Charlotte Selectboard sending letter regarding Mead pay issues

The Selectboard tackled several issued at their latest meeting, including more with Mary Mead’s salary issues.
The Selectboard tackled several issued at their latest meeting, including more with Mary Mead’s salary issues.

By the slimmest of margins, the Charlotte Selectboard voted to send a letter to the Vermont Dept. of Labor in response to Town Clerk/Treasurer Mary Mead’s salary grievance.

The board voted 3 to 2 to forward the amended letter for review to town attorney Joe McLean and then send it to the Vermont Dept. of Labor. Selectboard members Lane Morrison, Matt Krasnow and Fritz Tegatz supported the motion, while fellow board members Carrie Spear and Jacob Spell opposed the measure.

Both Spear and Spell have indicated that they feel mistakes have occurred during the process when Mead requested adjustments to her salary.

Addressing board members and July 14 meeting attendees, Morrison said he received a letter last Tuesday from Vermont Dept. of Labor Attorney Michael Hoyt, seeking additional information on Mead’s complaint. Mead attended a portion of last week’s meeting, but left about midway through the Selectboard’s discussion on the grievance.

Morrison and other Selectboard members saw and read Hoyt’s letter and Morrison’s response. At Spell’s suggestion, Morrison read aloud the department’s letter. Spell attended the Selectboard’s regular meeting through a conference call. Hoyt said the office is seeking clarification and more information from the Selectboard on Mead’s scheduled work hours.

Mead said the board increased her work hours from 35 to 40 per week. She is seeking $15,077 in back pay. Mead based this figure on time the Selectboard used for her hours worked when they contrasted her salary with that of other town employees. Reading from the 2002 Vermont state handbook regarding town treasurers, Morrison noted in his response letter to Hoyt that “selectboards have no authority to mandate hours [worked] by or how town treasurers do [their] jobs.”

Morrison then went on to outline additional history regarding Mead’s salary issues. In June 2014, documentation from the town went to Mead, affirming her $62,916 salary confirmed by local voters during the 2014 annual March Meeting. At the same time, Mead received written communication of a 1½ percent increase given to all Charlotte town employees and acknowledging Mead’s rate of pay for the start of the new fiscal year, which began July 1, 2014.

Morrison’s letter described the documentation as an “administrative adjustment.” He also noted that Mead’s designation as a 40-hour-a-week worker was included in a computer program, with intent to recognize employee benefits for vacation, holiday, and sick time.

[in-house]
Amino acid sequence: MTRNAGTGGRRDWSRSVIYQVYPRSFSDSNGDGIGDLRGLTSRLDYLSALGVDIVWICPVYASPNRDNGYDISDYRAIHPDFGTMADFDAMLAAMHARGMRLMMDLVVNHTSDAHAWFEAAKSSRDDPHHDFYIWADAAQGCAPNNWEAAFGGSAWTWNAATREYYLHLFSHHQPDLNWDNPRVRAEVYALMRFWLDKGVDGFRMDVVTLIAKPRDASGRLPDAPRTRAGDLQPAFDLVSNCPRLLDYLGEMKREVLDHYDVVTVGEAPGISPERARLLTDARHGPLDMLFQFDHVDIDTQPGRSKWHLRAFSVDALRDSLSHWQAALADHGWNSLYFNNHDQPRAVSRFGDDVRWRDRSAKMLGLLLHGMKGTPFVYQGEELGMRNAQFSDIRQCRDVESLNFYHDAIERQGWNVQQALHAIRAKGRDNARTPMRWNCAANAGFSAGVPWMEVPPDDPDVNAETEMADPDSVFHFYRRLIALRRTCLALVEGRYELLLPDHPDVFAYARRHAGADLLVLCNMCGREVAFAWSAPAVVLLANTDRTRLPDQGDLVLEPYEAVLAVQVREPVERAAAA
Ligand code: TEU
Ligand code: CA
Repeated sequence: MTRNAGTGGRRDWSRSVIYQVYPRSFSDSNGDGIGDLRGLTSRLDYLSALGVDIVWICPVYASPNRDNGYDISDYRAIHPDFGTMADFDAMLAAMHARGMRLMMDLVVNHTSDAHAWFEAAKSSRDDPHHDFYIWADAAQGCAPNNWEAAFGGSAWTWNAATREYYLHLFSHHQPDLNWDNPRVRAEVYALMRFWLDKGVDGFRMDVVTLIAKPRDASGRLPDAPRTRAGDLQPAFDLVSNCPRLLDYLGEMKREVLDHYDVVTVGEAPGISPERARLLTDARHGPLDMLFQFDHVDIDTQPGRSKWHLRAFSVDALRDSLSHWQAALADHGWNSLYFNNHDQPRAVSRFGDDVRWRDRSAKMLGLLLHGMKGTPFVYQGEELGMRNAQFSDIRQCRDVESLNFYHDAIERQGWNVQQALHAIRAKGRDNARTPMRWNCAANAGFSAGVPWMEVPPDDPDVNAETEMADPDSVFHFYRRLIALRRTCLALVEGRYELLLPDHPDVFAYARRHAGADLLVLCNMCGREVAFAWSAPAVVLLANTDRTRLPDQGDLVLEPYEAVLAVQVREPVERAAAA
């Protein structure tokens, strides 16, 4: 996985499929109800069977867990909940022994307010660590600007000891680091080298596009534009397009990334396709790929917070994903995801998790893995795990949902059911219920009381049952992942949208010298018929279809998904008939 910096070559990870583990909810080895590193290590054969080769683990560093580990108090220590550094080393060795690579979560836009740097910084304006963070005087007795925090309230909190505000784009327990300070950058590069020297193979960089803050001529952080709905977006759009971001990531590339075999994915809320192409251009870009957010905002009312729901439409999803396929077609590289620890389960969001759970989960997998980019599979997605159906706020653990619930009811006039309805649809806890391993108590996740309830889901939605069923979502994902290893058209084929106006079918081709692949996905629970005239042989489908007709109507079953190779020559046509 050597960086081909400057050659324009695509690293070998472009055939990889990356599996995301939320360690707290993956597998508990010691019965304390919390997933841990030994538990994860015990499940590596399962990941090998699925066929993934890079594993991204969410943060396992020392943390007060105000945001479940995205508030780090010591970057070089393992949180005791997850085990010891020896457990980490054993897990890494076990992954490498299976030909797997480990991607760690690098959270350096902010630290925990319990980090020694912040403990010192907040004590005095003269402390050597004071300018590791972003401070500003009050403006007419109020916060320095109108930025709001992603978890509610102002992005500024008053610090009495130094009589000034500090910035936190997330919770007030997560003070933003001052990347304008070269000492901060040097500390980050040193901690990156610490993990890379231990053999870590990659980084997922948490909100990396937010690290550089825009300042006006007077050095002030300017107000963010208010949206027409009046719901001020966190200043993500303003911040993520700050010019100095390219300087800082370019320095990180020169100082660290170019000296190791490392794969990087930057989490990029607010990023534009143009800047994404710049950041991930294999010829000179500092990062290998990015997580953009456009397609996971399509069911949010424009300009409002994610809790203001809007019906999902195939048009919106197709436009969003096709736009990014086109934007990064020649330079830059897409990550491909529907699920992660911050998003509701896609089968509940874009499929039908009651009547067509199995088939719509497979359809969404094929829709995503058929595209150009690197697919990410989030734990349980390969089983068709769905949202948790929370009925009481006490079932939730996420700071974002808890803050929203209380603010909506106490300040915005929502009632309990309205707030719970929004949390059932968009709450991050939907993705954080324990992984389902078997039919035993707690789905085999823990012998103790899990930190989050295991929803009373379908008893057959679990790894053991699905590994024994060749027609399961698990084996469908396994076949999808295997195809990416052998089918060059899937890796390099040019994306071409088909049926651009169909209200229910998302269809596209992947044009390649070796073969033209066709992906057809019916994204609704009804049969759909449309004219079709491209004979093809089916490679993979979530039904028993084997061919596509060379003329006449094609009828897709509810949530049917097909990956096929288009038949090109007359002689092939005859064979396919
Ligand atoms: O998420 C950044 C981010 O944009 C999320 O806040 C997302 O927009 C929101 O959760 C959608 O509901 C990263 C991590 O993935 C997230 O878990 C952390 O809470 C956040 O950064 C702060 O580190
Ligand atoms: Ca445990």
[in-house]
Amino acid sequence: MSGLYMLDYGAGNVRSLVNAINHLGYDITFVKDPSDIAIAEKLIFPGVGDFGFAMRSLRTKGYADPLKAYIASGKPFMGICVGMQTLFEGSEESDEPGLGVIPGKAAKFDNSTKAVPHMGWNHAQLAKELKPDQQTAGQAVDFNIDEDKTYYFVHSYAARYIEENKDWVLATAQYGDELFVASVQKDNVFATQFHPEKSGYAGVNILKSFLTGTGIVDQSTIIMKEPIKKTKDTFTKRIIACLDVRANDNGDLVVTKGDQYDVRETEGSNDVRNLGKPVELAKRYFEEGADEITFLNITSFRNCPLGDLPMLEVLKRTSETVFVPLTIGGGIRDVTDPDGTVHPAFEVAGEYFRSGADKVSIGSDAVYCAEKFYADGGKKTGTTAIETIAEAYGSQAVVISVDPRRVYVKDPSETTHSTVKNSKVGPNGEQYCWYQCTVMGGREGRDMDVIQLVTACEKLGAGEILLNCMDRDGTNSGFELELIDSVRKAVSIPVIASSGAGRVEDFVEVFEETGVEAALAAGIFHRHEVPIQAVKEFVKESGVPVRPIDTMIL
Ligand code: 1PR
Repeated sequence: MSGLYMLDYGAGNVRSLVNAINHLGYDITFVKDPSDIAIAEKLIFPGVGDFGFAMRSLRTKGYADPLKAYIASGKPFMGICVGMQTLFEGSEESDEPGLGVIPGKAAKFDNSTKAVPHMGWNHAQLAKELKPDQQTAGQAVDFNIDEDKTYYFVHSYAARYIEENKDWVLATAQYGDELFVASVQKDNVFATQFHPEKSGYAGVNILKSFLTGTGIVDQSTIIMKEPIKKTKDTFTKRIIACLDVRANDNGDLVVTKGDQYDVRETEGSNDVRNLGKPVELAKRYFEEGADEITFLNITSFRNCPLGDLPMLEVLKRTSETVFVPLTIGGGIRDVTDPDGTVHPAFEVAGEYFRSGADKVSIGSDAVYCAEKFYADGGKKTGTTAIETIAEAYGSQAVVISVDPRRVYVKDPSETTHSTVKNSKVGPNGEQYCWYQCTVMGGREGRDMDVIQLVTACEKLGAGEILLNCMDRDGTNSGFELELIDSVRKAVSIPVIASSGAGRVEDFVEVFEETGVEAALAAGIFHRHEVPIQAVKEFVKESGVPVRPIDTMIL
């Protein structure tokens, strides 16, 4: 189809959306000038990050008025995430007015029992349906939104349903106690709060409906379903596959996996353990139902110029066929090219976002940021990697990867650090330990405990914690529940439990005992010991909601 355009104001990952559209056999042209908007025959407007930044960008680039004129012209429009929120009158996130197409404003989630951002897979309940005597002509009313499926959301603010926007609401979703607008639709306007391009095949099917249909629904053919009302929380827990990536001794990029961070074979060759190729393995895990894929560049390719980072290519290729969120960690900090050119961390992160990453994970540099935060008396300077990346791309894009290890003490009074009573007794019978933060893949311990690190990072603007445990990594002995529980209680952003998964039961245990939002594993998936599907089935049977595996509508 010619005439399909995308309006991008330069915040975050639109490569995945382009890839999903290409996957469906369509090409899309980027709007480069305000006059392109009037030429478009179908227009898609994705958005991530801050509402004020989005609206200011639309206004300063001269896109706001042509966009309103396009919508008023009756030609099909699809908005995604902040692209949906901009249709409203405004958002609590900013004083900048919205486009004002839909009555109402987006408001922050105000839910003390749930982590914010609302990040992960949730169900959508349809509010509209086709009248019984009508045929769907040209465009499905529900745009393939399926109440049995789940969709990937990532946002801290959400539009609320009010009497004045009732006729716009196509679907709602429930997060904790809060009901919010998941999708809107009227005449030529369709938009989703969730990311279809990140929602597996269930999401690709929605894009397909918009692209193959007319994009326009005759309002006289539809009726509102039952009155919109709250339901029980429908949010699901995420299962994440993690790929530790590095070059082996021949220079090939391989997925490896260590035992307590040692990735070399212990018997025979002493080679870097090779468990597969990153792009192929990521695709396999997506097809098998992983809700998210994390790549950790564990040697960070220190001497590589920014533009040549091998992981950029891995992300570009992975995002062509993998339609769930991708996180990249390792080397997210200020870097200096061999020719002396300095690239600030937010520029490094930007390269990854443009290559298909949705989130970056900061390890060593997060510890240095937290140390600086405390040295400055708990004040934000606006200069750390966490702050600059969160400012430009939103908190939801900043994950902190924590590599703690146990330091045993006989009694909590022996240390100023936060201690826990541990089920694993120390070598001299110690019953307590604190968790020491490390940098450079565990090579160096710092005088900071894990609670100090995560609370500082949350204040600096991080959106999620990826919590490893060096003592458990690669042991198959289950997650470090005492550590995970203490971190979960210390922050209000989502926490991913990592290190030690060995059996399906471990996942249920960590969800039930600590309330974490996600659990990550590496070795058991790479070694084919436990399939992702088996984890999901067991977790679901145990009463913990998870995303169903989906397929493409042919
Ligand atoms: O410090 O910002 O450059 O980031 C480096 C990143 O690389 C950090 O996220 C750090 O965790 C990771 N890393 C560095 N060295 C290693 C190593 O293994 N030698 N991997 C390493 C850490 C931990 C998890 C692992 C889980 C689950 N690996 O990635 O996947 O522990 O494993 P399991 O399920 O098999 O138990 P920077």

“The change was essentially meaningless since she’s a salaried employee,” Morrison noted in his draft. “Leave time is not calculated on hours per worked for salary employees. She is [a] salary [worker], and earns the same pay [regardless of] the hours worked.”

Responding to the arguments outlined in Morrison’s letter, Spear asked why Mead’s job description didn’t include town clerk and only focused on that of Charlotte’s treasurer. “It’s a single job; it’s the clerk/treasurer. We haven’t been talking about the treasurer, we’ve been talking about the clerk,” said Spear, noting the two positions have different responsibilities.
Spell agreed with Spear’s assessment. “We have to send this back to the Dept. of Labor,” Spell said. “It has to be consistent across the board.”

Spear also inquired about the amount of money the town spent on communication with an attorney regarding the Mead pay issue. The amount is estimated to be around $500.

Later in the discussion, Krasnow made reference to a state handbook on town clerks. The town’s revised letter sent to Hoyt used information found in both the clerks’ and treasurers’ guidebooks.

“I just hope this works out one way or another so we can move forward with other business in the town,” said Spell. “We’re dealing with the Vermont Dept. of Labor and their counsel. It’s in our best interest to make sure we’ve vetted it properly before it goes out.”

Spell also expressed regret the matter has been unresolved for years, calling on board members to govern with authority.
Charlotte Town Administrator Dean Bloch said McLean reviewed the board’s edits made to the letter, approving them. The document was mailed to Hoyt on Friday, Bloch said.